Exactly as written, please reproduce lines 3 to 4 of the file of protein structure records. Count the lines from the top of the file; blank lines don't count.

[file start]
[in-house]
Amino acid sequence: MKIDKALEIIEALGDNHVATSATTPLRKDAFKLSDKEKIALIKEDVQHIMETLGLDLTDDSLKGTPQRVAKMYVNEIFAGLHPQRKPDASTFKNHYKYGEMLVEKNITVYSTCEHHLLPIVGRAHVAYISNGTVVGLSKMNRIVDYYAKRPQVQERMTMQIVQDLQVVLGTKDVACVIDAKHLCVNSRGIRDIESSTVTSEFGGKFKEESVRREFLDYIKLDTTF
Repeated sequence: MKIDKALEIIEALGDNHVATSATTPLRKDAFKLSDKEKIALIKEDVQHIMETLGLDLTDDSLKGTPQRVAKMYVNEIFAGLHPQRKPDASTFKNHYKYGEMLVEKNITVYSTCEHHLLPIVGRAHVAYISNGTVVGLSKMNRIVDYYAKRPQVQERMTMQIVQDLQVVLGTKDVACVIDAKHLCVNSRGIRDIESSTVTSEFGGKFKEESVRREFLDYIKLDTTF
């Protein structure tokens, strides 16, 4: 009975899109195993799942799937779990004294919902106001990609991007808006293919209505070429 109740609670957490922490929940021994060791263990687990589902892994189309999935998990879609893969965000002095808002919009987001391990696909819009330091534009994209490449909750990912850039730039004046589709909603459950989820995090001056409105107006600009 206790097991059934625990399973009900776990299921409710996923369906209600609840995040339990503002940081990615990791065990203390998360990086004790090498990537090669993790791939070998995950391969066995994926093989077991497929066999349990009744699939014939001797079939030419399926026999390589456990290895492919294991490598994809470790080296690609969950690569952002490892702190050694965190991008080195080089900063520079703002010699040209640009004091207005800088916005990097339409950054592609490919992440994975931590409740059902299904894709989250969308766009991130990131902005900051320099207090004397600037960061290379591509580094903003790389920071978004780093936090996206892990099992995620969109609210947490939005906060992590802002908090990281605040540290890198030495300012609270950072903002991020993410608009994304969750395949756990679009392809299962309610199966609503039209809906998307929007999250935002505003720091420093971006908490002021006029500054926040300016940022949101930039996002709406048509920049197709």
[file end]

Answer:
Repeated sequence: MKIDKALEIIEALGDNHVATSATTPLRKDAFKLSDKEKIALIKEDVQHIMETLGLDLTDDSLKGTPQRVAKMYVNEIFAGLHPQRKPDASTFKNHYKYGEMLVEKNITVYSTCEHHLLPIVGRAHVAYISNGTVVGLSKMNRIVDYYAKRPQVQERMTMQIVQDLQVVLGTKDVACVIDAKHLCVNSRGIRDIESSTVTSEFGGKFKEESVRREFLDYIKLDTTF
């Protein structure tokens, strides 16, 4: 009975899109195993799942799937779990004294919902106001990609991007808006293919209505070429 109740609670957490922490929940021994060791263990687990589902892994189309999935998990879609893969965000002095808002919009987001391990696909819009330091534009994209490449909750990912850039730039004046589709909603459950989820995090001056409105107006600009 206790097991059934625990399973009900776990299921409710996923369906209600609840995040339990503002940081990615990791065990203390998360990086004790090498990537090669993790791939070998995950391969066995994926093989077991497929066999349990009744699939014939001797079939030419399926026999390589456990290895492919294991490598994809470790080296690609969950690569952002490892702190050694965190991008080195080089900063520079703002010699040209640009004091207005800088916005990097339409950054592609490919992440994975931590409740059902299904894709989250969308766009991130990131902005900051320099207090004397600037960061290379591509580094903003790389920071978004780093936090996206892990099992995620969109609210947490939005906060992590802002908090990281605040540290890198030495300012609270950072903002991020993410608009994304969750395949756990679009392809299962309610199966609503039209809906998307929007999250935002505003720091420093971006908490002021006029500054926040300016940022949101930039996002709406048509920049197709």